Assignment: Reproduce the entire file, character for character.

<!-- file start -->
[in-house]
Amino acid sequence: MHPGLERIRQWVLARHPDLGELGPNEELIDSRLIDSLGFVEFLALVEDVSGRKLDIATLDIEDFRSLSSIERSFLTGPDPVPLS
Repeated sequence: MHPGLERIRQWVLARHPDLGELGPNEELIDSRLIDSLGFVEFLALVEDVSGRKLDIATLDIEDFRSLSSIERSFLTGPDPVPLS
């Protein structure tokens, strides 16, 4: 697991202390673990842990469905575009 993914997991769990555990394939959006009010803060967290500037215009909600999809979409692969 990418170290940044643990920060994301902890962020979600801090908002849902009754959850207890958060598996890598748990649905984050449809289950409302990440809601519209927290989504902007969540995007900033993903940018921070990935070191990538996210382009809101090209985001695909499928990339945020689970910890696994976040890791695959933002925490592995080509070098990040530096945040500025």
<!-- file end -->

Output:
[in-house]
Amino acid sequence: MHPGLERIRQWVLARHPDLGELGPNEELIDSRLIDSLGFVEFLALVEDVSGRKLDIATLDIEDFRSLSSIERSFLTGPDPVPLS
Repeated sequence: MHPGLERIRQWVLARHPDLGELGPNEELIDSRLIDSLGFVEFLALVEDVSGRKLDIATLDIEDFRSLSSIERSFLTGPDPVPLS
């Protein structure tokens, strides 16, 4: 697991202390673990842990469905575009 993914997991769990555990394939959006009010803060967290500037215009909600999809979409692969 990418170290940044643990920060994301902890962020979600801090908002849902009754959850207890958060598996890598748990649905984050449809289950409302990440809601519209927290989504902007969540995007900033993903940018921070990935070191990538996210382009809101090209985001695909499928990339945020689970910890696994976040890791695959933002925490592995080509070098990040530096945040500025």